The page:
Deborah Watling

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Deborah Watling
DeborahWatling.JPG
Deborah Watling at the Television & Movie Store, Norwich on 20 September 2008
Born (1948-01-02) 2 January 1948 (age 66)
Loughton, Essex
Occupation Actress
Parents Jack Watling (1923–2001)
Patricia Hicks

Deborah Watling (born 2 January 1948) is an English actress best known for her role as Victoria Waterfield, a companion of the Second Doctor in the BBC television series Doctor Who.[1][2]

Watling was born at Fulmer, Buckinghamshire, the daughter of actors Jack Watling and Patricia Hicks. Her sister Dilys and her brother Giles are also actors.[3] Beginning as a child actress, she had a regular role as the niece of Peter Brady in The Invisible Man (1958) television series. She was later cast for the lead role in Alice (1965), Dennis Potter's version of Alice's Adventures in Wonderland, for the BBC's The Wednesday Play, a small role in That'll Be the Day (1973) and as Norma Baker in the ITV series Danger UXB (1979).[4] She also co-starred with Cliff Richard in the 1973 film Take Me High.[5]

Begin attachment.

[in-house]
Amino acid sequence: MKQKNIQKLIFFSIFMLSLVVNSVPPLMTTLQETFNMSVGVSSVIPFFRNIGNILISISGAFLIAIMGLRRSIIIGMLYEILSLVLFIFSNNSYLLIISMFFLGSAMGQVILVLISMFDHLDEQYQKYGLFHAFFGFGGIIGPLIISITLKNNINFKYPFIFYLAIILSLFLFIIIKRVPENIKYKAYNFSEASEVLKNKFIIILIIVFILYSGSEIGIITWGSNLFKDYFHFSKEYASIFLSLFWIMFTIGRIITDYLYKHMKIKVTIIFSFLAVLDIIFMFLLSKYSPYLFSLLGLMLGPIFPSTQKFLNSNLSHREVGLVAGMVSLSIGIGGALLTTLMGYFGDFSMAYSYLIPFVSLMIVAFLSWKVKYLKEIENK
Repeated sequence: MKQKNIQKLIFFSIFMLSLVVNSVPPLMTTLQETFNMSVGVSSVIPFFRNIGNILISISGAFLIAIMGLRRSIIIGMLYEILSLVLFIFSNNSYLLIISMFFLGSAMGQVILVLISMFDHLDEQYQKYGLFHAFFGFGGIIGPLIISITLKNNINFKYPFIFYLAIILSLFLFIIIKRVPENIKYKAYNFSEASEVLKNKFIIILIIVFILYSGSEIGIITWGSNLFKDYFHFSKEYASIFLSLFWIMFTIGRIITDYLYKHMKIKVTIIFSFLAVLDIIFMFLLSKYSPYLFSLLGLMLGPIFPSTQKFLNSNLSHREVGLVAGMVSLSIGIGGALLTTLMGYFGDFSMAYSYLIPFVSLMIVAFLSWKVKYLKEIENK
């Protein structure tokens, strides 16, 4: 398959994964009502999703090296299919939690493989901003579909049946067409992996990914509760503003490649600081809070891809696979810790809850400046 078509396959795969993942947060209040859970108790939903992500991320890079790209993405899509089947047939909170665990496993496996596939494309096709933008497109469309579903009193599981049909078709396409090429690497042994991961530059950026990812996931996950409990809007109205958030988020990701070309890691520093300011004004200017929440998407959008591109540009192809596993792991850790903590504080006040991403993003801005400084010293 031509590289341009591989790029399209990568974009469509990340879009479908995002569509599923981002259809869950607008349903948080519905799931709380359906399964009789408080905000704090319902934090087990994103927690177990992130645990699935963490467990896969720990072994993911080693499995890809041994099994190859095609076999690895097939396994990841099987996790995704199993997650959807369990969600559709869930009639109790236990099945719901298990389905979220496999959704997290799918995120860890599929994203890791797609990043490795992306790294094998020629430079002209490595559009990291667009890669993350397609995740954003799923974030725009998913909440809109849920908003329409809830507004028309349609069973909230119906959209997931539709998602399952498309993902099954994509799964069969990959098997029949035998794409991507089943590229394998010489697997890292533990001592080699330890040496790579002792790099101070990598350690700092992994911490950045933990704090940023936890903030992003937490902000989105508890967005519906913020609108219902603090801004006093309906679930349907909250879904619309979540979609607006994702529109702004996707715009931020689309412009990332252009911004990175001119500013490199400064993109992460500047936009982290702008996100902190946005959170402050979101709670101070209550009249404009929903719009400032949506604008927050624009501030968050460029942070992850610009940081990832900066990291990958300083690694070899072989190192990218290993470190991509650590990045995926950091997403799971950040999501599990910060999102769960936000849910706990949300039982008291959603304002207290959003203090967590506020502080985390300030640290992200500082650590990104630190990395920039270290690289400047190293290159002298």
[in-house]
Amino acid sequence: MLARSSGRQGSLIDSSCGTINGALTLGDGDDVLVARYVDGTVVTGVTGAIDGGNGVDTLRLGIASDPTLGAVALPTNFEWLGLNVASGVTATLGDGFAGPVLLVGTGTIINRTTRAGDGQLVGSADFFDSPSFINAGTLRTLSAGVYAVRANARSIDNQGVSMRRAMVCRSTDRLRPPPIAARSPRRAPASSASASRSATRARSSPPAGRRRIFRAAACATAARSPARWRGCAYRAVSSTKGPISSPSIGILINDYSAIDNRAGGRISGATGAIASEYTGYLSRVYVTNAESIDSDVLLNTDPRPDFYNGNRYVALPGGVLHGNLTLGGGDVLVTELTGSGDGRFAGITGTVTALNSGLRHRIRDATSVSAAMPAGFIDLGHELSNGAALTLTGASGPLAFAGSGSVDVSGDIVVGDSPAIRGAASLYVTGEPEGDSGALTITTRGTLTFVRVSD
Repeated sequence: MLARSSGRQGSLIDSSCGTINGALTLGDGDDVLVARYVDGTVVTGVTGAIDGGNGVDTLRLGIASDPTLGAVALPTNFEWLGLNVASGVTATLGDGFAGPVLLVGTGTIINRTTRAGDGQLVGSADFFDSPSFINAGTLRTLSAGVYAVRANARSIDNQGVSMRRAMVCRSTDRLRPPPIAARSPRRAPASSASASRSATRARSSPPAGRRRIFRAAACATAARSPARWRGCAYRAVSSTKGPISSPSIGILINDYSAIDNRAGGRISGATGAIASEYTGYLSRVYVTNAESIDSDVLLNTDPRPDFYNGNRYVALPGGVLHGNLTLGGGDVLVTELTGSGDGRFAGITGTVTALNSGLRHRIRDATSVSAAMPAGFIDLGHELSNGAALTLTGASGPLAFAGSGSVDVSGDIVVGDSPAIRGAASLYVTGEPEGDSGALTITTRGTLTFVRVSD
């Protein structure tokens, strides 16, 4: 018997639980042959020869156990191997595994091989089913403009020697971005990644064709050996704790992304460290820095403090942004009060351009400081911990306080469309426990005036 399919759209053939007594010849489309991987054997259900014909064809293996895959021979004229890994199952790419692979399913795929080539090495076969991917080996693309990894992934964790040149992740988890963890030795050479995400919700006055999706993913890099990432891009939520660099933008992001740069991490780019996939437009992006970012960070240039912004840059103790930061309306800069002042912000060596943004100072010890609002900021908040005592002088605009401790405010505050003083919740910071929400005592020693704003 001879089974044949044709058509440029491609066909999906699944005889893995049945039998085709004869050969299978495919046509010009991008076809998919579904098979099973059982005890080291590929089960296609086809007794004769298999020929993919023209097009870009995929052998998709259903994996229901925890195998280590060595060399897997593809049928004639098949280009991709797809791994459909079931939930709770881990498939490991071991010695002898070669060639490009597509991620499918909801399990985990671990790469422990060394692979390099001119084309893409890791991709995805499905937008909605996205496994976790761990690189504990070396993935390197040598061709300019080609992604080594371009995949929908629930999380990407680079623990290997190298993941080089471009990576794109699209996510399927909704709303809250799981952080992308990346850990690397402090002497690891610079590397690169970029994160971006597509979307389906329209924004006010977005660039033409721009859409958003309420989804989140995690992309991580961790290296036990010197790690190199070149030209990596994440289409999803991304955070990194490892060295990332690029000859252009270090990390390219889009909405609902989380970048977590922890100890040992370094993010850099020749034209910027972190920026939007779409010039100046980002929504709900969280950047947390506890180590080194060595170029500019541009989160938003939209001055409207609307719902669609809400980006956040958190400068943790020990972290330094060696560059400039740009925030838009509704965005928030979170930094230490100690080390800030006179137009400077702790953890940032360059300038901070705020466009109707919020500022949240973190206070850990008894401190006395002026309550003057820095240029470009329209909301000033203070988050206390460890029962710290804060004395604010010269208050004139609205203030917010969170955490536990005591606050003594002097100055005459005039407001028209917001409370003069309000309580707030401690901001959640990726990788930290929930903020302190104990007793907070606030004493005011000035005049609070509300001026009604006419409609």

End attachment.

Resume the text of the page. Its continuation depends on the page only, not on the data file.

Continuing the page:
Watling played Victoria in Doctor Who from 1967 to 1968, though owing to the BBC's wiping policy of the time, The Tomb of the Cybermen (1967) and The Enemy of the World (1967-1968) are the only serials she appeared in to still exist in their entirety. She also appeared in Dimensions in Time (1993) and Downtime (1995).

Watling has also appeared in the Doctor Who audio drama Three's a Crowd and regularly attends Doctor Who conventions and events. In November 2013 she appeared in the one-off 50th anniversary comedy homage The Five(ish) Doctors Reboot.[6]

References[edit]

  1. ^ http://www.bbc.co.uk/doctorwho/classic/episodeguide/companions/page11.shtml
  2. ^ A critical history of Doctor Who on television, John Kenneth Muir, McFarland & Co (1999), p.144
  3. ^ Daddy's Girl: The Autobiography, Deborah Watling and Paul W.T. Ballard, Fantom Films, 2012
  4. ^ Variety international showbusiness reference, Mike Kaplan, Garland Publications (1981), p.687
  5. ^ Cliff Richard: The Biography, Steve Turner, Lion Books (2008), p.257
  6. ^ "The Five(ish) Doctors Reboot", BBC programmes, retrieved 26 November 2013

External links[edit]